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By Wayne Rivers, Family Business Institute
As most people did in 2020, my wife and I spent some time channel surfing in a quest for interesting viewing. We stumbled upon a documentary about the famous football coach and broadcaster Lou Holtz. The documentary discussed his unique philosophy on life, specifically, three rules and three questions. Buried towards the end was a fourth question, one that is simultaneously incredibly insightful and quite jarring.
Here are Holtz's three rules:
Rule One: Just do the right thing. It sounds so easy, doesn’t it? Most of us instinctively know right from wrong in our hearts, and if you reflect on the times when you’ve made a blunder, upon analysis, you probably recognize that you were taking a short cut or moving in a direction inconsistent with your values. Life is filled with decisions small and large: little things like what to wear, what to eat, and when to mow the lawn, as well as momentous things like where to work, where to live, and whom to marry. Life is nothing more, if you really think about it, than the sum total of all the decisions that you make over long periods of time, and every one of those decisions has an impact on your direction. Holtz advises: “Do the right thing.”
Rule Two: Do everything to the best of your ability in the allotted time. Everyone's parents told them to do their best; that’s kind of a given. What Holtz added that makes this concept relatable is doing your best in the time allotted. In the construction business, time is always tight, so you've got to not only do the best you can, but you've got to do it within a rigidly defined schedule. That’s where Holtz adds genius; do your best and do it according to schedule.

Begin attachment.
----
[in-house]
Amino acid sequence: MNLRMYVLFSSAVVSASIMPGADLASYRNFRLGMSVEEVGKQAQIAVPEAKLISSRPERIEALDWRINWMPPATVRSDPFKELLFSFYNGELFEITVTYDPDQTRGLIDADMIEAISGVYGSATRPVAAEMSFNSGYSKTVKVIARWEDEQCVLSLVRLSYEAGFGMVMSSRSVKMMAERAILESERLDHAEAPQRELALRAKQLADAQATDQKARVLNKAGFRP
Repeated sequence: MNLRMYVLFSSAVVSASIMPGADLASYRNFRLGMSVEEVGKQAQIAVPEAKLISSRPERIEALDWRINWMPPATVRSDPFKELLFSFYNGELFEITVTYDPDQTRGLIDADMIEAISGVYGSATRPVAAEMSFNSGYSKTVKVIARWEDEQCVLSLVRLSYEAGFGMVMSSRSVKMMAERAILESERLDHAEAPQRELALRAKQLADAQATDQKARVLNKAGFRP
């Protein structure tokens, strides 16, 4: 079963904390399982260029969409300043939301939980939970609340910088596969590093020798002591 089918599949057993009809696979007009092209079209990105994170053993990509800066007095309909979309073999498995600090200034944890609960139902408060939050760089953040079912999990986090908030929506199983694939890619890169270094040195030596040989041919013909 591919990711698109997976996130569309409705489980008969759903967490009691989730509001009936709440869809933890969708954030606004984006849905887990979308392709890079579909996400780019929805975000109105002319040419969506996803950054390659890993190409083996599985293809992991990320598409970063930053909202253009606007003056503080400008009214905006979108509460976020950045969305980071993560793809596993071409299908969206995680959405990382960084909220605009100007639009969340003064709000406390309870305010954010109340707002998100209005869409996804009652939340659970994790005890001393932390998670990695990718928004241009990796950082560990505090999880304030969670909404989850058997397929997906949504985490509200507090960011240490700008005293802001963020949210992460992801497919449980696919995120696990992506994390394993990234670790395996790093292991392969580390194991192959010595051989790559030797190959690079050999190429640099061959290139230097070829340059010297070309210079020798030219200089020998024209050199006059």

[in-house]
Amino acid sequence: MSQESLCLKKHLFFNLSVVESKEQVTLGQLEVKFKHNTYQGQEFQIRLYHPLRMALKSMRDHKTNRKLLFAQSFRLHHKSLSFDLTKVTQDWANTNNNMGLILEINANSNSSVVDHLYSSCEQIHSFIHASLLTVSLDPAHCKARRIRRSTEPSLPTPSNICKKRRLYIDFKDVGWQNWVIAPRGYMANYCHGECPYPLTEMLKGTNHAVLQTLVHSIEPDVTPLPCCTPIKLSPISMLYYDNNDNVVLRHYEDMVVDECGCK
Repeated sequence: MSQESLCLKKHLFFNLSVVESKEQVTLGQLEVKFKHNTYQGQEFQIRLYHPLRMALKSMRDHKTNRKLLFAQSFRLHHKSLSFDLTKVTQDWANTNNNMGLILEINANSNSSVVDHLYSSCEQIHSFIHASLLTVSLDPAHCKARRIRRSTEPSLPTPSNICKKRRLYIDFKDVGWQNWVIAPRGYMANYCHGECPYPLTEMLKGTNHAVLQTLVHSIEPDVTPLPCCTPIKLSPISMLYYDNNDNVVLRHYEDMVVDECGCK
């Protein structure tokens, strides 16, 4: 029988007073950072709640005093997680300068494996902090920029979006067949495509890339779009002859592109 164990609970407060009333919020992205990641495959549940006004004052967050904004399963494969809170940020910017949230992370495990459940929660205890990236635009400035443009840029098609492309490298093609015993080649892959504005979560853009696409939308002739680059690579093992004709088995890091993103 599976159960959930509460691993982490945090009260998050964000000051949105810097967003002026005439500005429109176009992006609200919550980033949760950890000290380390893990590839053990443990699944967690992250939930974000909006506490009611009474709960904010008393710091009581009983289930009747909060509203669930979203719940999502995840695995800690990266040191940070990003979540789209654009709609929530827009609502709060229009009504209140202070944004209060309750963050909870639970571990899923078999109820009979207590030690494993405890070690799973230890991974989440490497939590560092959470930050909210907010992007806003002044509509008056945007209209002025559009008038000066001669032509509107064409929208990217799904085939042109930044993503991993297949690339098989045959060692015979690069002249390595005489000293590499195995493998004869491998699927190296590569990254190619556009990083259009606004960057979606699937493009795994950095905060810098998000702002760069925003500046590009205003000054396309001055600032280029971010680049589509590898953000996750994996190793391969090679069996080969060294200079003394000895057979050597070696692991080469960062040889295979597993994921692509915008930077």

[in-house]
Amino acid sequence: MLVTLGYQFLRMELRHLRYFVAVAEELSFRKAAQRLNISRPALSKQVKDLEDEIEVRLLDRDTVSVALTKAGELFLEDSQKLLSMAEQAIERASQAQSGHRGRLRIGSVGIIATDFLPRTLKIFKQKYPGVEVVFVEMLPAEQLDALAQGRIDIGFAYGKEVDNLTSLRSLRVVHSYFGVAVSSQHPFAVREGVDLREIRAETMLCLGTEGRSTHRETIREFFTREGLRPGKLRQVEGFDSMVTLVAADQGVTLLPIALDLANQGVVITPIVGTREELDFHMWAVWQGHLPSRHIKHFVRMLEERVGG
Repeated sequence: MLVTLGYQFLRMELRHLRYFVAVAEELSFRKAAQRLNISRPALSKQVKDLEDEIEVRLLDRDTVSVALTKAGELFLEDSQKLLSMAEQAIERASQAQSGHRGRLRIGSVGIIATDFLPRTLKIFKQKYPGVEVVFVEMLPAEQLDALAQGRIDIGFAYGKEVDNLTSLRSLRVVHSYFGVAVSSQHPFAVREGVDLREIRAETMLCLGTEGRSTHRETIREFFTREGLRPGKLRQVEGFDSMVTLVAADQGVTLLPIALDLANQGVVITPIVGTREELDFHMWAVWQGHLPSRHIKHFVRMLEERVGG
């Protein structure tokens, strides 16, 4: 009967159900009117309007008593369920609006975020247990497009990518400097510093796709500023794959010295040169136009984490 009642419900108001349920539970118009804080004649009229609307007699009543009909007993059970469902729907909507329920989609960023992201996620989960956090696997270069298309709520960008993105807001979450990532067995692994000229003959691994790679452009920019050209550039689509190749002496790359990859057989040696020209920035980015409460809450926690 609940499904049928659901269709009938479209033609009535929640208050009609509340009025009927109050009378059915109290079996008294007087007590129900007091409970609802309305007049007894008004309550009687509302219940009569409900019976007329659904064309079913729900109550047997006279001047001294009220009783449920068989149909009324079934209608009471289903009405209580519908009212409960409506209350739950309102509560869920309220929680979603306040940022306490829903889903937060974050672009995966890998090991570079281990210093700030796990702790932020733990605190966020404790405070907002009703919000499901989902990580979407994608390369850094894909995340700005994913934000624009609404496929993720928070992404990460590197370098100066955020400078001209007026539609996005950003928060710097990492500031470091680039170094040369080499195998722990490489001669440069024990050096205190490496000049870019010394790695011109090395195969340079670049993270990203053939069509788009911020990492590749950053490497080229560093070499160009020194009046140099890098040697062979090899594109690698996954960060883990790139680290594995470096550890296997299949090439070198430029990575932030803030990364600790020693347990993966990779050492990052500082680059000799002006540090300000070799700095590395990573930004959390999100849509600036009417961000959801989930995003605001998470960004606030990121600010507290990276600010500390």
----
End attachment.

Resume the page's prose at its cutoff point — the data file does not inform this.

Rule Three: Show your people that you care. Johnny Unitas was the Tom Brady of the NFL in the 1960s, and, in reading his biography, I discovered that he was not just a great quarterback, he was a great leader. In the immense pressure of an NFL game where the clock literally ticks off the seconds one has to perform, Unitas would come to the huddle and ask, “What do you need?" He didn’t bark the next play and give orders like the stereotypical field general. He asked his teammates how he could help them! Even in the heat of battle, he showed his people that he cared.
Here are Hotz's three questions:
Question One: Can I trust you? When I was a young man about to get married, a mentor told me that the most important ingredient contributing to a successful marriage is commitment. Trust is hard to win and is very easily lost. Committed people inspire and deserve trust. People who fail to demonstrate commitment... well, not so much.
Question Two: Are you committed to excellence? Most contractors are eager to proclaim their commitment to excellence, but how do they measure it? Do they have standards, mileposts, KPIs, targets, and goals so they can measure performance? If you’re committed to excellence, you should be able to measure progress against a standard.
Question Three: Do you care about me? For most contractors who don’t need much in the way of praise or emotional support, this may seem like a foolish sentiment. It’s not. Today’s workers want to see real effort on the parts of their senior leaders and companies to demonstrate employee care and concern. If you’re not comfortable with showing caring and what many deride as “warm fuzzies,” find people on your team who are and have them lead the charge.
Holtz's final question is intended for the purpose of meaningful introspection. Who would miss you if you didn’t show up, and why? What a great question! How would you answer this one?